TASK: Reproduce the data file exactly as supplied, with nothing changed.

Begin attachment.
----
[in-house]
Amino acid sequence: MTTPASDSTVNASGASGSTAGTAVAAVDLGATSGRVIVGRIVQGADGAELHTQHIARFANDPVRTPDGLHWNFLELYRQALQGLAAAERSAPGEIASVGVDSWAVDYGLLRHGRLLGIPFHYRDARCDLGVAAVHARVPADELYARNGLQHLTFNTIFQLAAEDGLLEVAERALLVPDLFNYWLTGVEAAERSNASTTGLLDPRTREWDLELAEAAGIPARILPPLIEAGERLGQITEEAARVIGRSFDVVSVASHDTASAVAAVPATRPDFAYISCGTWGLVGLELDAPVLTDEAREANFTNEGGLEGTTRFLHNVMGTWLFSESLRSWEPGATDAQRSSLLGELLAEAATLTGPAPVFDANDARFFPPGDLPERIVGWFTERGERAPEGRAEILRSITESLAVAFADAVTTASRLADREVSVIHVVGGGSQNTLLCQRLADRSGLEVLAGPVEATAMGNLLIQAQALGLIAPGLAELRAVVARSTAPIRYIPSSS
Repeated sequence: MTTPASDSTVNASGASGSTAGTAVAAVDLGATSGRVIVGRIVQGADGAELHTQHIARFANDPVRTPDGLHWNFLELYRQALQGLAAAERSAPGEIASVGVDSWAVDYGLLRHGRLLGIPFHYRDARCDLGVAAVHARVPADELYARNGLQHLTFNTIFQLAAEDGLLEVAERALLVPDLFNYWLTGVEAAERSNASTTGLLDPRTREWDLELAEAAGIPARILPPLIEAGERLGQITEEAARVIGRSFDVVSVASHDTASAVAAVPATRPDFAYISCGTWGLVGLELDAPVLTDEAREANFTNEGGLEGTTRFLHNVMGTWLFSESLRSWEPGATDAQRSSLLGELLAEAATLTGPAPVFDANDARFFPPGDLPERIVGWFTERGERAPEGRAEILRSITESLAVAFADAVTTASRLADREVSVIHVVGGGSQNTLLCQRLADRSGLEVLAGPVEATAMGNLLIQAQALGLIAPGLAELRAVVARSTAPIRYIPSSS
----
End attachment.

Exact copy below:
[in-house]
Amino acid sequence: MTTPASDSTVNASGASGSTAGTAVAAVDLGATSGRVIVGRIVQGADGAELHTQHIARFANDPVRTPDGLHWNFLELYRQALQGLAAAERSAPGEIASVGVDSWAVDYGLLRHGRLLGIPFHYRDARCDLGVAAVHARVPADELYARNGLQHLTFNTIFQLAAEDGLLEVAERALLVPDLFNYWLTGVEAAERSNASTTGLLDPRTREWDLELAEAAGIPARILPPLIEAGERLGQITEEAARVIGRSFDVVSVASHDTASAVAAVPATRPDFAYISCGTWGLVGLELDAPVLTDEAREANFTNEGGLEGTTRFLHNVMGTWLFSESLRSWEPGATDAQRSSLLGELLAEAATLTGPAPVFDANDARFFPPGDLPERIVGWFTERGERAPEGRAEILRSITESLAVAFADAVTTASRLADREVSVIHVVGGGSQNTLLCQRLADRSGLEVLAGPVEATAMGNLLIQAQALGLIAPGLAELRAVVARSTAPIRYIPSSS
Repeated sequence: MTTPASDSTVNASGASGSTAGTAVAAVDLGATSGRVIVGRIVQGADGAELHTQHIARFANDPVRTPDGLHWNFLELYRQALQGLAAAERSAPGEIASVGVDSWAVDYGLLRHGRLLGIPFHYRDARCDLGVAAVHARVPADELYARNGLQHLTFNTIFQLAAEDGLLEVAERALLVPDLFNYWLTGVEAAERSNASTTGLLDPRTREWDLELAEAAGIPARILPPLIEAGERLGQITEEAARVIGRSFDVVSVASHDTASAVAAVPATRPDFAYISCGTWGLVGLELDAPVLTDEAREANFTNEGGLEGTTRFLHNVMGTWLFSESLRSWEPGATDAQRSSLLGELLAEAATLTGPAPVFDANDARFFPPGDLPERIVGWFTERGERAPEGRAEILRSITESLAVAFADAVTTASRLADREVSVIHVVGGGSQNTLLCQRLADRSGLEVLAGPVEATAMGNLLIQAQALGLIAPGLAELRAVVARSTAPIRYIPSSS